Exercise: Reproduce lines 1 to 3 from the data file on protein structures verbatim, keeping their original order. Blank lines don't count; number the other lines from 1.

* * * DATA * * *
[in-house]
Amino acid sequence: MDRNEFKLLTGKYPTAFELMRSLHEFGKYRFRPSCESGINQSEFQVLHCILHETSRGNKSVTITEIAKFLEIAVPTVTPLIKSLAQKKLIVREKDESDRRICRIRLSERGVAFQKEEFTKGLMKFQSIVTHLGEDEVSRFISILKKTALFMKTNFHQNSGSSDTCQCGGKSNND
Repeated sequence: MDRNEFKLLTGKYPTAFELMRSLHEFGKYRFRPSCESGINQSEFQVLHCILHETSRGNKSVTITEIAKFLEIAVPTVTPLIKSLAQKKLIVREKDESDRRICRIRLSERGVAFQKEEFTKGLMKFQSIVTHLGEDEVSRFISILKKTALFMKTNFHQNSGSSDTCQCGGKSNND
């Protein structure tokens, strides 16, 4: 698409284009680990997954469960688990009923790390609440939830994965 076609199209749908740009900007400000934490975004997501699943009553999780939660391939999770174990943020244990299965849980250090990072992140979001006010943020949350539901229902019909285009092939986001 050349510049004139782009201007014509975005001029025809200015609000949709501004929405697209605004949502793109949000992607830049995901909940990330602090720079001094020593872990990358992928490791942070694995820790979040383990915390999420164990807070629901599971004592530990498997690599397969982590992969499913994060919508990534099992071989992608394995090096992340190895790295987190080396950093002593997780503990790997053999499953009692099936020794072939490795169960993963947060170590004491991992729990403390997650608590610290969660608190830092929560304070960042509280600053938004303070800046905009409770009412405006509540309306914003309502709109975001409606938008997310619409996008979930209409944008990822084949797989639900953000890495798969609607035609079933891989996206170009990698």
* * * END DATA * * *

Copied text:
[in-house]
Amino acid sequence: MDRNEFKLLTGKYPTAFELMRSLHEFGKYRFRPSCESGINQSEFQVLHCILHETSRGNKSVTITEIAKFLEIAVPTVTPLIKSLAQKKLIVREKDESDRRICRIRLSERGVAFQKEEFTKGLMKFQSIVTHLGEDEVSRFISILKKTALFMKTNFHQNSGSSDTCQCGGKSNND
Repeated sequence: MDRNEFKLLTGKYPTAFELMRSLHEFGKYRFRPSCESGINQSEFQVLHCILHETSRGNKSVTITEIAKFLEIAVPTVTPLIKSLAQKKLIVREKDESDRRICRIRLSERGVAFQKEEFTKGLMKFQSIVTHLGEDEVSRFISILKKTALFMKTNFHQNSGSSDTCQCGGKSNND